“There’s a shocking moment in the first episode where the reason for all the secrecy measures becomes painfully clear,” he wrote. “I’m not going to tell you anything about it, but I defy the Internet to keep its collective yap shut for very long. If you’re a hardcore fan of the show and have built your Valentine’s Day plans around watching it with your snuggle bunny, it might be a good idea to stay offline until you’ve watched the first hour.”
Oh, boy. That’s tough. Good thing I’ve got Kanye West to spend my Valentine’s Day with tonight, (hopefully) taking up enough of my attention to not waste my night glancing through Twitter, mistakingly seeing whatever it is Mr. Stuever is talking about. Goodness, that would be rough.
But on to the more intriguing aspect of his piece: The notion that he didn’t necessarily give the series a favorable review after sitting through the first handful of season one episodes last year. It’s interesting and here’s why:
I’ve had three separate people come to me in the last month and say they just recently found and subsequently finished watching the first season of “Orange Is The New Black.” All three loved it. And all three, for reasons that speed beyond my head, are reluctant or just plain refuse to watch “House of Cards.” And not only do I know that because they have implied as much, but it’s also proven because of my desire to organize something akin to the Mad Men Project I curated a couple years ago for this current House of Cards run. Obviously, I wasn’t able to pull it together this time around. Why? Because I simply didn’t know enough people who actually watched the show.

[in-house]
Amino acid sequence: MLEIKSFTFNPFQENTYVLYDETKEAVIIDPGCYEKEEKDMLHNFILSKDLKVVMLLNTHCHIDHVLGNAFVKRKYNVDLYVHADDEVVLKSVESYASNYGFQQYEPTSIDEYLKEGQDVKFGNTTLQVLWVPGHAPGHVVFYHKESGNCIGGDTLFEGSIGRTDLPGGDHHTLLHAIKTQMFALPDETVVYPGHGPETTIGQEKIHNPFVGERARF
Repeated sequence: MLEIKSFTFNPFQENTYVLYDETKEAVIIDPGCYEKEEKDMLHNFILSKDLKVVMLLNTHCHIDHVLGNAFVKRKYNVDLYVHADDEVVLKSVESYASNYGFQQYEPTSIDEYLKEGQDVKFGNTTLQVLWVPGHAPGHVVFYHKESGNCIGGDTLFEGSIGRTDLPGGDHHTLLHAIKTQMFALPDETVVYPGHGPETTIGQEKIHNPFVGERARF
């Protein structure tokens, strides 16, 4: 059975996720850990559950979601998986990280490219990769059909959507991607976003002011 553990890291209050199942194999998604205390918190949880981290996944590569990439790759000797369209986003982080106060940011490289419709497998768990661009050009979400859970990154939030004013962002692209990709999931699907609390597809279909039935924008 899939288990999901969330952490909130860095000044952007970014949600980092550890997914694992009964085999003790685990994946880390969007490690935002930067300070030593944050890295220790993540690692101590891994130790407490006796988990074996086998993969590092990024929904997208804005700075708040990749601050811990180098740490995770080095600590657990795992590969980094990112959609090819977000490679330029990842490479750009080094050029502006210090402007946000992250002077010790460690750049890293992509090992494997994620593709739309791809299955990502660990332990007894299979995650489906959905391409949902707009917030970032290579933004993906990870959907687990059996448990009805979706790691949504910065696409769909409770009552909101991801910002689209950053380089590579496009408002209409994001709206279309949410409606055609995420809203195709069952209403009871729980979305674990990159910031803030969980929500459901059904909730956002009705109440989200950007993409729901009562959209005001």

My point is this: “House of Cards” would love for this second season to go well, yes. But Netflix, for what it’s worth, needs this second season of “House of Cards” to go well in order for it to maintain its status as the edgy, capable alternative to the traditional television model. “Arrested Development” worked, but it didn’t necessarily bring new eyes to the service. Ditto for “Derek,” and as for “Orange” … well, we’ve already discussed that.
So, if the first run of this series marked the first de facto “season” for the Netflix slate — and to be fair, it did — then today, Feb. 14, 2014, marks the beginning of its second at-bat. Yet as most sports fans can tell you, any major-leaguer, big or small, can get lucky enough to hit the first pitch he sees out of the park in inning number one. It’s that follow-up performance that truly turns a collective’s head enough to earn respect in the dugout.
Thus it must be asked: Can “House of Cards” and Netflix do it again? Can they keep the momentum they earned from last year’s surprisingly effective plate appearance and turn that great debut into a long and fruitful career? Will Spacey’s Frank Underwood keep his killing streak alive? Will Robin Wright ever not be the perfect woman cast in such a cold, brilliantly eerie role as his wife? And finally, of course, will David Fincher ever begin work on “The Girl Who Played With Fire?”
The answers to these questions (sans that final one, of course) will unquestionably dictate the future of both “House of Cards” as a TV series and Netflix as a growing company. More importantly, however, they also may dictate the longevity of a medium ripe for permanent change, ripe for revolution. Because if the world of Internet television wants some strong and sturdy legs on which it can stand, this series better be ready to make a run at a hall-of-fame career.
And, most of all, it better realize that a trip back down to the minors, at this point, isn’t even an option.